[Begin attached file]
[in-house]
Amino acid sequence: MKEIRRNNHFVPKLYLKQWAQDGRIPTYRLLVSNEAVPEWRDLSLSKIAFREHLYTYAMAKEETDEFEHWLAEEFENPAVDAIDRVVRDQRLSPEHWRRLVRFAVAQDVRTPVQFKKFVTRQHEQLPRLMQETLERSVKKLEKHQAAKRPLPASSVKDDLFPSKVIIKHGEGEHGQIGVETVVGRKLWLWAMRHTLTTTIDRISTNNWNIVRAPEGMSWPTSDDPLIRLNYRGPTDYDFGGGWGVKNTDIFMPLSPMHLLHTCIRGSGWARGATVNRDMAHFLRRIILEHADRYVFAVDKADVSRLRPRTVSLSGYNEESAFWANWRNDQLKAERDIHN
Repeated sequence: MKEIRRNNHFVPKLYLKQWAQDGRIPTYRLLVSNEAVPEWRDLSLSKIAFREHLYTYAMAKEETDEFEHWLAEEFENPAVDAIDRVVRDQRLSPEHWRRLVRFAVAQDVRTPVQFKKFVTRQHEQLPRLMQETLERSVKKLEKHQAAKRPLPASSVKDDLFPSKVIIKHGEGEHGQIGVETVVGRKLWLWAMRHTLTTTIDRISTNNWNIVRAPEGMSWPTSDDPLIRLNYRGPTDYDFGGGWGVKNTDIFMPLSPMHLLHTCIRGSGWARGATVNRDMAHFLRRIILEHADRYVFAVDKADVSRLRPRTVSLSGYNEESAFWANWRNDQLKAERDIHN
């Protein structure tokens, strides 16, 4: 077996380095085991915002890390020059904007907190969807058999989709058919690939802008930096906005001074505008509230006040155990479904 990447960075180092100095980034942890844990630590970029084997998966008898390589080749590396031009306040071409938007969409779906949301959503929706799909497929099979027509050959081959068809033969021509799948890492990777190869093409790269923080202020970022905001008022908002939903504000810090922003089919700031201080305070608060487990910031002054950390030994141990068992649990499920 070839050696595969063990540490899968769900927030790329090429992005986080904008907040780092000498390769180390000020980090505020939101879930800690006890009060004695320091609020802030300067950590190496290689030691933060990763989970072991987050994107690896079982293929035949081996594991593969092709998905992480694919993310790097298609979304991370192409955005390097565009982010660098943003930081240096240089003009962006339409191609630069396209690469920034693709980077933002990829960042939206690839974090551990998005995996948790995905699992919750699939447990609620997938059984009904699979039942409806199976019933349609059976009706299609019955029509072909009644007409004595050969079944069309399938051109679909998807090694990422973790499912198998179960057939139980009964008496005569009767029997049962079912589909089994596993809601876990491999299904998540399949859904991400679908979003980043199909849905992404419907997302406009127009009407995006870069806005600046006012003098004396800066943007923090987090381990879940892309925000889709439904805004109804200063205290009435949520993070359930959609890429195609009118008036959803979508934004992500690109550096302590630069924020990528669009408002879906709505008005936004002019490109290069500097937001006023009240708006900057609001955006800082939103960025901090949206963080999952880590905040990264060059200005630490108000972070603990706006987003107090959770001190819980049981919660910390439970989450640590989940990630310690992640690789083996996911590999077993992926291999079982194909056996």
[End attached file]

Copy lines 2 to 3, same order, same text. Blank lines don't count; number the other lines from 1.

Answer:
Amino acid sequence: MKEIRRNNHFVPKLYLKQWAQDGRIPTYRLLVSNEAVPEWRDLSLSKIAFREHLYTYAMAKEETDEFEHWLAEEFENPAVDAIDRVVRDQRLSPEHWRRLVRFAVAQDVRTPVQFKKFVTRQHEQLPRLMQETLERSVKKLEKHQAAKRPLPASSVKDDLFPSKVIIKHGEGEHGQIGVETVVGRKLWLWAMRHTLTTTIDRISTNNWNIVRAPEGMSWPTSDDPLIRLNYRGPTDYDFGGGWGVKNTDIFMPLSPMHLLHTCIRGSGWARGATVNRDMAHFLRRIILEHADRYVFAVDKADVSRLRPRTVSLSGYNEESAFWANWRNDQLKAERDIHN
Repeated sequence: MKEIRRNNHFVPKLYLKQWAQDGRIPTYRLLVSNEAVPEWRDLSLSKIAFREHLYTYAMAKEETDEFEHWLAEEFENPAVDAIDRVVRDQRLSPEHWRRLVRFAVAQDVRTPVQFKKFVTRQHEQLPRLMQETLERSVKKLEKHQAAKRPLPASSVKDDLFPSKVIIKHGEGEHGQIGVETVVGRKLWLWAMRHTLTTTIDRISTNNWNIVRAPEGMSWPTSDDPLIRLNYRGPTDYDFGGGWGVKNTDIFMPLSPMHLLHTCIRGSGWARGATVNRDMAHFLRRIILEHADRYVFAVDKADVSRLRPRTVSLSGYNEESAFWANWRNDQLKAERDIHN